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Angie Peltier

Angie Peltier
Former Extension Educator, Commercial Agriculture

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Hill and Furrow

Current topics about crop production in Western Illinois, including field crops research at the NWIARDC in Monmouth.
Figure. Figure. Daily high and low temperatures (between 50 and 86 degrees F) collected at the NWIARDC in 2013 were used to calculate growing degree days, a measurement of corn growth and development.

Temperatures drive corn plant development

Brian Mansfield and Marty Johnson at the Northwestern Illinois Research and Demonstration Center (NWIARDC) recently completed their last corn fungicide spray. It is a hot job: donning their personal protective equipment, mixing fungicides, and applying the fungicides with small backpack sprayers and hand-held spray booms.

This task, which is part of many experiments, often takes place when corn reaches the silking (R1) growth stage. One experiment looking at the effect of corn hybrid and planting date on grain yield takes place at six different University of Illinois research centers across the state. Fungicides are applied (or not) to subplots within each hybrid/planting date combination when corn plants have reached the silking growth stage.

Corn plants require heat (between 50 and 86 °F) in order to grow, develop and reach vegetative and reproductive milestones on their way to physiological maturity. Growing degree days are a measure of the accumulated heat and associated corn growth and development during the growing season. Chapter 2 in the Illinois Agronomy Handbook has a good description of daily GDD calculations and the number of GDD that typically must accumulate in order for corn to reach specific growth stages.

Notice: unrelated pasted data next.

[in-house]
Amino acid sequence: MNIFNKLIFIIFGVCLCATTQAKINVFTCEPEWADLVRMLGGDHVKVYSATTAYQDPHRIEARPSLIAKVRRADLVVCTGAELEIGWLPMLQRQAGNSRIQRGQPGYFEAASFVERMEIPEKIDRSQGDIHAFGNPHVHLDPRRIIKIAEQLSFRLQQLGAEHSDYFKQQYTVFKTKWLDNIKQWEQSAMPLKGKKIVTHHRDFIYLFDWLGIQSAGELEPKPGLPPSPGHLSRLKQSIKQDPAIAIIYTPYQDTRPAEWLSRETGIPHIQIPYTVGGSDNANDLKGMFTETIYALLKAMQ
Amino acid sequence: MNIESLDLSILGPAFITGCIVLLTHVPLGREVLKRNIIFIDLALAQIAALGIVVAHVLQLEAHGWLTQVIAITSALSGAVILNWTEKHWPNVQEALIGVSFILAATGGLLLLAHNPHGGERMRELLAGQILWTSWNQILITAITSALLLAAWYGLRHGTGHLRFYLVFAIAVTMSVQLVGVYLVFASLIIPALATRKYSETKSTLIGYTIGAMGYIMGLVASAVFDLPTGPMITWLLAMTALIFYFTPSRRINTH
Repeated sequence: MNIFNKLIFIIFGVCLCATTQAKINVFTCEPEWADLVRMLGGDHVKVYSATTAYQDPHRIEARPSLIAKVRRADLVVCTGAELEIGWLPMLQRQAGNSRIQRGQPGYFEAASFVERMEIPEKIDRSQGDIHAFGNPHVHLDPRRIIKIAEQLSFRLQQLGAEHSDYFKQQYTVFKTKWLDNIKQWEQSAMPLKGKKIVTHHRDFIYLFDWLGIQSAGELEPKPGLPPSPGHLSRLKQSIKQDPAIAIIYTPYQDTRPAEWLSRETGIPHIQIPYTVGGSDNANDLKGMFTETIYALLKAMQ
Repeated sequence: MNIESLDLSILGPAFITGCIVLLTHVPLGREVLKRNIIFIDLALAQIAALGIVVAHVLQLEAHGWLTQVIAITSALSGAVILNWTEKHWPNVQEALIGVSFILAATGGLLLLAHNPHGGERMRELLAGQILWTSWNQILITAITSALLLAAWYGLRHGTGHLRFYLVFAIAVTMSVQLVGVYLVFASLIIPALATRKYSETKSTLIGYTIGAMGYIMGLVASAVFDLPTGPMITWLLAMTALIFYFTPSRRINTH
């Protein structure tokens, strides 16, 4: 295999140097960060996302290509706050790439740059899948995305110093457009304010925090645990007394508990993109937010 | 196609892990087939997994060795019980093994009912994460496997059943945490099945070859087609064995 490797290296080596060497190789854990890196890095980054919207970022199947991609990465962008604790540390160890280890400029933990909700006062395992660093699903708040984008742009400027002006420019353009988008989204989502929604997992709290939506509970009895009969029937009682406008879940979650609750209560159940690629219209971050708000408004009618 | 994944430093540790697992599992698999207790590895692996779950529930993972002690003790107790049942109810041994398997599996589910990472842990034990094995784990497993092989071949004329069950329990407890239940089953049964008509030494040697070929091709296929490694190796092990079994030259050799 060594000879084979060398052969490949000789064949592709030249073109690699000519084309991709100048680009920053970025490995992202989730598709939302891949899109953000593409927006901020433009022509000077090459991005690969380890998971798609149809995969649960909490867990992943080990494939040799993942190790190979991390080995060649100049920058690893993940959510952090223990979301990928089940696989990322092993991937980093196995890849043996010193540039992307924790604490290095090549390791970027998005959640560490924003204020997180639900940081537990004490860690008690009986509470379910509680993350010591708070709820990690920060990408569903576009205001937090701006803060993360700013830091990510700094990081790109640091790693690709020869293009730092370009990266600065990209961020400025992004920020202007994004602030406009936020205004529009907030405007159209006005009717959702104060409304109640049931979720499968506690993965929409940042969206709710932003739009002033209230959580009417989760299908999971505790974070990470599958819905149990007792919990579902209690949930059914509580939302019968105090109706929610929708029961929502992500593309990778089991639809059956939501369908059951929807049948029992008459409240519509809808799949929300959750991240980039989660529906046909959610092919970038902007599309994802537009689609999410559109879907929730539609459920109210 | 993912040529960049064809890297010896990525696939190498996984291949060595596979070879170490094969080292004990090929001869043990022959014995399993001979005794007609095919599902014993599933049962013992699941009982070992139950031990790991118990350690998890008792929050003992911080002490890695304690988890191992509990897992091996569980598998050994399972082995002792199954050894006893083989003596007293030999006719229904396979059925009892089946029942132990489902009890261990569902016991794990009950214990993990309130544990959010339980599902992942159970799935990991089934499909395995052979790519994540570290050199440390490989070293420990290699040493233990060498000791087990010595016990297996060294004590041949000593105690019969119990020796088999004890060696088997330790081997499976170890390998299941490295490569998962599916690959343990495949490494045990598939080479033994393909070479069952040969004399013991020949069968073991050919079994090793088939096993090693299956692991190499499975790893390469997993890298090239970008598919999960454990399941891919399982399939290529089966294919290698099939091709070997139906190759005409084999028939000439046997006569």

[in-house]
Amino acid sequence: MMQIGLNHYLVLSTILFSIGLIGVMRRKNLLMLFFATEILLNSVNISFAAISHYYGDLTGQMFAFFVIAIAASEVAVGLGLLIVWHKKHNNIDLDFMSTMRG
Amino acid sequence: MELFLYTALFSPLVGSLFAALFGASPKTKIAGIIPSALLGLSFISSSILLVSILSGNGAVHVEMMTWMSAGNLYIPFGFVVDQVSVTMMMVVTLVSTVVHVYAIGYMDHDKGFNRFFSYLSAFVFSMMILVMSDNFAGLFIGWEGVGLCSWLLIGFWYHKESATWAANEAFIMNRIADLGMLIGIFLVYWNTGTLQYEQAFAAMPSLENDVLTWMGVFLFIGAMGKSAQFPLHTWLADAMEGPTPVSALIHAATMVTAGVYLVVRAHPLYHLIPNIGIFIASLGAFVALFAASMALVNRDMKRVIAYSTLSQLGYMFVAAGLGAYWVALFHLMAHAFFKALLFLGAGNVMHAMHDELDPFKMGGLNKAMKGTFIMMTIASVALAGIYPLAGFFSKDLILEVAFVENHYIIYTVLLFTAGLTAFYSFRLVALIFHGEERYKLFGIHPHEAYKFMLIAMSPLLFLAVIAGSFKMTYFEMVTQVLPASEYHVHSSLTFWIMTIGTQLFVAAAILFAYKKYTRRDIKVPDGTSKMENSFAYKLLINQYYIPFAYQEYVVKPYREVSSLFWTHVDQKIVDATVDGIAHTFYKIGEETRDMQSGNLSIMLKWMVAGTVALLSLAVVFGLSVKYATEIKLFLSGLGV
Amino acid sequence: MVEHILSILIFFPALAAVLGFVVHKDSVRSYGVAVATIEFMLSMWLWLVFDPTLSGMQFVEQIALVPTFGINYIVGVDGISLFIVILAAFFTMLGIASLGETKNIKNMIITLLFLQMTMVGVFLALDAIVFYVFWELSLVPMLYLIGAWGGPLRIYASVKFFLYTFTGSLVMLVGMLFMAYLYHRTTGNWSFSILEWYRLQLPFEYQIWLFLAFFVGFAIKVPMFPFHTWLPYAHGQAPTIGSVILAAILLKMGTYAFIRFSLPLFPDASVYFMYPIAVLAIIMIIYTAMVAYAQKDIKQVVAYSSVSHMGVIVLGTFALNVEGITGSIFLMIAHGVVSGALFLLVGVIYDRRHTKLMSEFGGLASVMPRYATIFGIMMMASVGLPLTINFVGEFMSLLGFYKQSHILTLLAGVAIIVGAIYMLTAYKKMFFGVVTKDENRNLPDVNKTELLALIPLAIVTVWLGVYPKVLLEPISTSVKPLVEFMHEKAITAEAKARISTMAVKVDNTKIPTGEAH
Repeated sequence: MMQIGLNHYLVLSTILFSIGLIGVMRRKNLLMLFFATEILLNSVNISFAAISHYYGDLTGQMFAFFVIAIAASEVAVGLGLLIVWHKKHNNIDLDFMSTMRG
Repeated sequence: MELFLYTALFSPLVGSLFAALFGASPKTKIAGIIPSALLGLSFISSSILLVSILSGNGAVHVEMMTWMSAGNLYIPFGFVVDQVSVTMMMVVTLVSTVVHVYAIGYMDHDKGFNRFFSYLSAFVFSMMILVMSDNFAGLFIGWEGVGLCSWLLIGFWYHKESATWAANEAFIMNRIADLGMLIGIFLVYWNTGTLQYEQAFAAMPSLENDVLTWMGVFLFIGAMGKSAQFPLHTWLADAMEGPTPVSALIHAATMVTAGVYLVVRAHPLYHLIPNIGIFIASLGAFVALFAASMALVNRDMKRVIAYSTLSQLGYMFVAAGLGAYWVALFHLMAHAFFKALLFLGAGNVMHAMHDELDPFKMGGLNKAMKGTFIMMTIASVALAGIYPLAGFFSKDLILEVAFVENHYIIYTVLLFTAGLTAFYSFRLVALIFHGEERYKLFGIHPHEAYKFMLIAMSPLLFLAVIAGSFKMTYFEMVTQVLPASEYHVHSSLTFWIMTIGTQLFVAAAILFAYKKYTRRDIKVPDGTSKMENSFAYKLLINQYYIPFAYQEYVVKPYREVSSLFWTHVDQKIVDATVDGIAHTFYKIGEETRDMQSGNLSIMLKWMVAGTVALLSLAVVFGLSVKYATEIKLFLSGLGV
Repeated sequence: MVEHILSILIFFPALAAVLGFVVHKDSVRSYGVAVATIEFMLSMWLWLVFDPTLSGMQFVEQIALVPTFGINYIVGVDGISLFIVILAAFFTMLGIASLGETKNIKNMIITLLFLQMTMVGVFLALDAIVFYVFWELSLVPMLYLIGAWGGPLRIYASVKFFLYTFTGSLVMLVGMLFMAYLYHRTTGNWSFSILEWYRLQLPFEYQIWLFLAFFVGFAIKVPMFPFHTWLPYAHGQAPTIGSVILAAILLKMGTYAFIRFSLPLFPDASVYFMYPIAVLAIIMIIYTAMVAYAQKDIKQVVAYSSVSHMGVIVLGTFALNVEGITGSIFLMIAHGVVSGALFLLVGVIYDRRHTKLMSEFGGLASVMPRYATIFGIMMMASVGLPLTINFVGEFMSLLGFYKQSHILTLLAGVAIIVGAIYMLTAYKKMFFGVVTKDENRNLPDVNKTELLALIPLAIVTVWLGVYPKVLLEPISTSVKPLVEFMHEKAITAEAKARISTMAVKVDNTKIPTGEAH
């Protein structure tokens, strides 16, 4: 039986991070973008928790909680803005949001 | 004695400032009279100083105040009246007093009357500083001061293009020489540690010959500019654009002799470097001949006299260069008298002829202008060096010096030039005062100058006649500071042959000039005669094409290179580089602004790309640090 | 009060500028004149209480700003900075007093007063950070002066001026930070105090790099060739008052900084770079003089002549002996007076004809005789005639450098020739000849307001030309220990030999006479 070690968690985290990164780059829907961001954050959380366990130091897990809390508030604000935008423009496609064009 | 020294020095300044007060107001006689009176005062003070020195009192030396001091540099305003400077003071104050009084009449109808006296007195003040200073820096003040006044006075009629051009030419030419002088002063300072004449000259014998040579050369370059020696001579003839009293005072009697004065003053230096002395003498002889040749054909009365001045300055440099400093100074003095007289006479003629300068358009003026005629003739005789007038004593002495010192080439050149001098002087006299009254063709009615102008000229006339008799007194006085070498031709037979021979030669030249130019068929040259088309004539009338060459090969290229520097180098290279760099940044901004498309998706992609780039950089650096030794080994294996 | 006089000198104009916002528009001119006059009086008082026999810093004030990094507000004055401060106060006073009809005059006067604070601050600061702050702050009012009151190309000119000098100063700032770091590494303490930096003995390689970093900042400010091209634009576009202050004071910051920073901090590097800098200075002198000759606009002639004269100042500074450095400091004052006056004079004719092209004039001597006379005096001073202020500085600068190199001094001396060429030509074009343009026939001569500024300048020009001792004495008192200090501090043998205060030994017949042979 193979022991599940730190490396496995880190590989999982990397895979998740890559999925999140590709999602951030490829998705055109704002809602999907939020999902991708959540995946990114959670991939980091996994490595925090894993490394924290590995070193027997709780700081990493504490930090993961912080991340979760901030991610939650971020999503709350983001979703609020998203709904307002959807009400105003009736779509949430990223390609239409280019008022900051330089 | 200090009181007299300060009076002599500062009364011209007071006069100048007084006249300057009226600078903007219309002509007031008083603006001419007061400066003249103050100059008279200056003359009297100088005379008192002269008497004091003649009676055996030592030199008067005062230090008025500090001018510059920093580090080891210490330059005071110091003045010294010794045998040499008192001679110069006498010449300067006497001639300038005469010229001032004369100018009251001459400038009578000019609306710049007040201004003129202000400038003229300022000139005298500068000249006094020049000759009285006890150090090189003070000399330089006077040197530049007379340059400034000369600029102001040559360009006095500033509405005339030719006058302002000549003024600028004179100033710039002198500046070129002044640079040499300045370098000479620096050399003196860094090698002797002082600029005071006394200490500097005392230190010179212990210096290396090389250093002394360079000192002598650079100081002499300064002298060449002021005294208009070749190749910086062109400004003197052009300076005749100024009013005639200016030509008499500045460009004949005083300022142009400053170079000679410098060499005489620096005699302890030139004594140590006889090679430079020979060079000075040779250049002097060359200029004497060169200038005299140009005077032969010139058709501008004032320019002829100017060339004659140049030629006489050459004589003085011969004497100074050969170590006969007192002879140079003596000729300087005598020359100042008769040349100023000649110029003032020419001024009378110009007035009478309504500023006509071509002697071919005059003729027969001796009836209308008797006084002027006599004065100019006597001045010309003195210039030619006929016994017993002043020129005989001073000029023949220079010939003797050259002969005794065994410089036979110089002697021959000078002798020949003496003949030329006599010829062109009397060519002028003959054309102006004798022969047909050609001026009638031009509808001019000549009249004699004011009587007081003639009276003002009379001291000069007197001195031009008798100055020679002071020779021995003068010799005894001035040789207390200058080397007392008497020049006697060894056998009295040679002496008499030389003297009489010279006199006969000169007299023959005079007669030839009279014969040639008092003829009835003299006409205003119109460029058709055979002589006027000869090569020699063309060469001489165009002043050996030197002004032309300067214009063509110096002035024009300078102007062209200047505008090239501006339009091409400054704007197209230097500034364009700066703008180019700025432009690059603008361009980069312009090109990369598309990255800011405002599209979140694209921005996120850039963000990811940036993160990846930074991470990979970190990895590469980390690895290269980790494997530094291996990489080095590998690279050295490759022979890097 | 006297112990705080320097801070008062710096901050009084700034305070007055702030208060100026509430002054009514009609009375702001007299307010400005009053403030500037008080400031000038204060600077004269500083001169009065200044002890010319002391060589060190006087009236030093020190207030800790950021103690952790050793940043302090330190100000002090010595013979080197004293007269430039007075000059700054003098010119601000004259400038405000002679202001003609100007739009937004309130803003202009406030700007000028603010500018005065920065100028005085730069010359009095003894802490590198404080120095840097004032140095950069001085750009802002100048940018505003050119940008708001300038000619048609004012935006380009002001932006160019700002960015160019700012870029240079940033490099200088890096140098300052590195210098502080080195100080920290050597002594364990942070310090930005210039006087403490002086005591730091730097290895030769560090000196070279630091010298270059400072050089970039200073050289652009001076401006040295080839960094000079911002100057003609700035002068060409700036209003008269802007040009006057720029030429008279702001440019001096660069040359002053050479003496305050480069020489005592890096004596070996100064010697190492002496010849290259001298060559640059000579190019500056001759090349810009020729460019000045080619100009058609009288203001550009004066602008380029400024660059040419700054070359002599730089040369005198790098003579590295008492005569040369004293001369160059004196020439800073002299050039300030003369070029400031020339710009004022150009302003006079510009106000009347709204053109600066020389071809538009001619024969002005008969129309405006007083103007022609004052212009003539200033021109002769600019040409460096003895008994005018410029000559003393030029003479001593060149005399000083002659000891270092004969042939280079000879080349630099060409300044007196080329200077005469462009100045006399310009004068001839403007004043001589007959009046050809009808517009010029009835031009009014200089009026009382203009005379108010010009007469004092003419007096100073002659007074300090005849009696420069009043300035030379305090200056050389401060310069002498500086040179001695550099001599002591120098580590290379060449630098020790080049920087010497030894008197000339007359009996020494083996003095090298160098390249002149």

In the 2013 corn hybrid and planting date experiment at the NWIARDC, corn was planted on April 4 and 26, May 15 and June 4 (Table). Corn planted on April 4 took 90 days to reach silking, while corn planted on April 26 took 13 fewer days to reach this milestone. Corn at each subsequent planting date took a little bit less time to reach silking. This is due to the lower average temperatures and correspondingly lower GDDs accumulated during April compared to May, June, and July (Figure).


Table. Planting and silking dates, days to silking and growing degree days accumulated at R1 for a corn planting date study at the Northwestern Illinois Agricultural Research and Demonstration Center in Monmouth, IL.


Planting Date

Silking (R1) Date

Days to R1

GDD to R1*

Planting date 1

April 4

July 3



Planting date 2

April 26

July 12



Planting date 3

May 15

July 19



Planting date 4

June 4

August 1




Now that tasseling and silking have taken place and pollination has wound to a close (even in the latest planted corn) agronomists like University of Illinois' Dr. Emerson Nafziger recommend checking ears from each field to see whether pollination was successful. Dr. Nafziger recently wrote a Bulletin article both detailing how to check corn pollination success and discussing his concerns about potential suboptimal pollination in some areas of the state in 2013.

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